News

May meeting

Hey songwriters,
The songwriting assignment “adventure” resulted in a wide array of interpretations Tuesday at a particularly constructive meeting of Pittsburgh Songwriters Circle. With five new members present the group parsed musical and lyrical components of songs before an invigorated featured set by Ray Lanich (raylanich@gmail.com).
Producer Doug Wilkin (djwaudio@comcast.net) dropped in to answer questions about the group’s upcoming album project and offer tips to make your studio sessions less stressful and more productive (see Doug’s tips below).
Frankie Lee will play the featured set at the group’s next meeting 7 p.m. June 4 at Bloomfield Bridge Tavern (4412 Liberty Ave., 412-682-8611). The optional songwriting assignment is “hope and/or regret,” and throughout the summer album project participants are encouraged to workshop the song they plan to record with the group.
In addition to the new members, the Circle welcomes Acoustic Challenge promoter Nancy Lackner (lackner5@comcast.net) to this mailing list.

Album project
Some members see the placement of their song on our compilation album as the end of a process. In more professional settings a CD is generally seen as a promotional tool used to draw people to gigs, where music artists finally monetize their music. The same applies to our CD — promoters are using our annual showcase of Pittsburgh singer-songwriters to find artists for their shows. Participation in the album project has paid off for members who’ve been asked to play paid gigs at the SummerSounds festival, Calliope’s Cup and Chaucer series and other performances.
The clock is ticking closer to the May 14 deadline to get on the 2014 album (see the attached project overview). Send your $100 duping/participation fee to John Hayes, 101 Daggette Dr., Buena Vista, PA 15018.
See you soon,
John

Recording Session Tips
Doug Wilkin
412-736-9068, djwaudio@comcast.net
609 S Trenton Ave Pgh, PA 15221

www.wilkinaudio.com

1. Prepare! This is No. 1 for a good reason. The best recordings result from good performances and good material. All the other stuff is secondary. Finish your song before coming in. Practice it until you’ve got it down. The more confident you feel with your performance, the better you can realize it in the studio. Practice to a metronome. Have your tempo decided. Note the bpm [beats per minute]. Unless you’re going to do the song live, which has its pros and cons, practice playing the song without the vocal and/or melody. It’s a great skill to bring to a recording session and will serve you well as you record in the future. Bring lyric/chord sheets. Why blow a great take because you forgot the bridge?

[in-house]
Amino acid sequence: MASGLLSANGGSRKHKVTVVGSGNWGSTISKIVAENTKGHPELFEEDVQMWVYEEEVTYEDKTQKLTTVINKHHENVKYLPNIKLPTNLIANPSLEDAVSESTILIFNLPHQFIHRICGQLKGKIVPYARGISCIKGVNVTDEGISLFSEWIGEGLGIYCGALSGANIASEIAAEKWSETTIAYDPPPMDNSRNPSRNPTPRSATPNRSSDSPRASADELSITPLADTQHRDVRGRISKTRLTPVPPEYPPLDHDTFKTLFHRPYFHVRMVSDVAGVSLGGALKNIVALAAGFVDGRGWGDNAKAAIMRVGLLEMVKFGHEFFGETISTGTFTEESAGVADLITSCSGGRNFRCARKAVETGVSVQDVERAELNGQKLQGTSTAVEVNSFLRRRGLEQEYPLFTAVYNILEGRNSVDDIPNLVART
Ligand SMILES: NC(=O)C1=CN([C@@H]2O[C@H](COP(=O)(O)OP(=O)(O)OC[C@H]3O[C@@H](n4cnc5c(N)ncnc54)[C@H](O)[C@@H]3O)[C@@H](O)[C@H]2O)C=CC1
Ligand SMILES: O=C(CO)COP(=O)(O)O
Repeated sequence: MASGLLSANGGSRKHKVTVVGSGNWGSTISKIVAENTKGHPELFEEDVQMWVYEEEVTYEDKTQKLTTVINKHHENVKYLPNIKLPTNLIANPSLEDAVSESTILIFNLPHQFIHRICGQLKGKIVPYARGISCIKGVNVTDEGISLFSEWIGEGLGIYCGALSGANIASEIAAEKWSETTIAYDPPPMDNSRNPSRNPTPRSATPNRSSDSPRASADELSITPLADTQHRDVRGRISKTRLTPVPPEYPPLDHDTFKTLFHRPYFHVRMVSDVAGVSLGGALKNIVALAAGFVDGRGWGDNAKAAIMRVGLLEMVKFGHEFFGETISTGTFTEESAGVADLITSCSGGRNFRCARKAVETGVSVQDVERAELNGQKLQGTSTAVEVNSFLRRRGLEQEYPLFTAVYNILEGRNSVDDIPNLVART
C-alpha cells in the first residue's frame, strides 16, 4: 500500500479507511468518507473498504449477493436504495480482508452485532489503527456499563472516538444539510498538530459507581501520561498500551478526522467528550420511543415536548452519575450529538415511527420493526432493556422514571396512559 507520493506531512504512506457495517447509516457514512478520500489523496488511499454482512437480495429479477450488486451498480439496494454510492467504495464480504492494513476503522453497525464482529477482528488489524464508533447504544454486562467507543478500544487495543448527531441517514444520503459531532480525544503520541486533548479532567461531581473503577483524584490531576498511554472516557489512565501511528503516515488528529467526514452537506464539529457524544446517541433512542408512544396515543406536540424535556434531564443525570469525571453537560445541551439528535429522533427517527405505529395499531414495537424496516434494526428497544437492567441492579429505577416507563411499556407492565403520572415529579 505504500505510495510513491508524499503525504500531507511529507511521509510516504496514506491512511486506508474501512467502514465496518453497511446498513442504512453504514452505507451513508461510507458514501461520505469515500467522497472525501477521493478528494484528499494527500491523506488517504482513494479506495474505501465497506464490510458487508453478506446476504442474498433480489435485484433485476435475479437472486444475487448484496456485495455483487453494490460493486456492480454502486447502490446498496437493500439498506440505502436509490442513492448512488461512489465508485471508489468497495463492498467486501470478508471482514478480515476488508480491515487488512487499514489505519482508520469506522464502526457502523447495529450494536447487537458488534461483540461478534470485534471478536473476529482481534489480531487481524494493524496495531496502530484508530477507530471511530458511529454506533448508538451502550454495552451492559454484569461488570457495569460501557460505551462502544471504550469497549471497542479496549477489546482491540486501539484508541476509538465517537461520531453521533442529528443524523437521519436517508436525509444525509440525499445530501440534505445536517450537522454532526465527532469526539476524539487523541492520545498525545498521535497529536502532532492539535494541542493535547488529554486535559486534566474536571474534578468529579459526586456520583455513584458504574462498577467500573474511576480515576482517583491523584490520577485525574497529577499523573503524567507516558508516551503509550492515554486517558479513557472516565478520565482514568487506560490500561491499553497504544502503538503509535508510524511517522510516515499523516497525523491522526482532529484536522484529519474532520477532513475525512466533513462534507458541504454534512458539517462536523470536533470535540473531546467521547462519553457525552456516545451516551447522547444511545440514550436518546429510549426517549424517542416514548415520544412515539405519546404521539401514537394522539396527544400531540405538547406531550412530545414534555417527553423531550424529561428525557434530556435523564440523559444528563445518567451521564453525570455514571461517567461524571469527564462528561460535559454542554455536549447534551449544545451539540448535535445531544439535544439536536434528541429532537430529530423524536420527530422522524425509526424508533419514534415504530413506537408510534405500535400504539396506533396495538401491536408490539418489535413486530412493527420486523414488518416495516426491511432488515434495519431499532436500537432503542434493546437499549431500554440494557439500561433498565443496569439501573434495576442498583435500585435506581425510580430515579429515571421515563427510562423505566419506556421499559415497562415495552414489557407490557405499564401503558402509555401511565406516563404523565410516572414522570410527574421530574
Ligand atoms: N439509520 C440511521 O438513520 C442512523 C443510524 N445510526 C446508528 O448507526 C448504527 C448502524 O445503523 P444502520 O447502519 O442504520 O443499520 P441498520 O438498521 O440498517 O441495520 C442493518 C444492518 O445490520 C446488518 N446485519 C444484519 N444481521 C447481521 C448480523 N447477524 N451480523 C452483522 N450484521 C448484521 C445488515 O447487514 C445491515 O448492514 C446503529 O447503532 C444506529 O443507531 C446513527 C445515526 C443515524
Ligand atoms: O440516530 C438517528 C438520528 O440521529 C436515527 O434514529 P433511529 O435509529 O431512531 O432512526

1a. If you have any concerns or feel you are unable to achieve No. 1, contact me and I’ll help you. Song arrangement, backing instruments, additional vocals, whatever. Answering questions is free. Sitting down with you and working things out at the studio is on the clock. I can offer myself playing guitars, bass, basic mandolin [I’m no virtuoso], harp, vocals and light drums/percussion. I charge only for my time, not my performance [see previous Calliope records for examples]. I can also refer you to a variety of session players for hire.

2. Guitarists, get your instruments in good shape. Guitars require maintenance. Neck, nut and bridge adjustments can make your instrument play and sound better. New strings are vital. I can’t record frequencies that aren’t there.

3. Come on time. Not early, not late. Simple. I’m not a dentist, I don’t offer a waiting room with snazzy magazines. Actually, I have some snazzy magazines but they’re for when you wait for your bass player to finally get a good take.

4. If you’re looking for a particular “sound” bring an example and be realistic. That “sound” may be the result of the performer’s talent and skill as much as anything else. It may also involve many, many hours of studio time and racks of gear I may not have.

5. Bring whatever you’d like to drink. I have a small kitchen and you’re welcome to use the fridge. I’ll have water and coffee.

6. Enjoy this process! Recording can and should be, if not fun, at least satisfying and rewarding. Don’t get stressed out about it. I’m really patient [unless you’ve chosen to disregard Nos. 1-4] and will guide you through the process if you’re new to it. Know that you’re a part of a very cool thing. The Pittsburgh Songwriters Circle record is something to be proud of. I’m really glad to be a part of it again this year.

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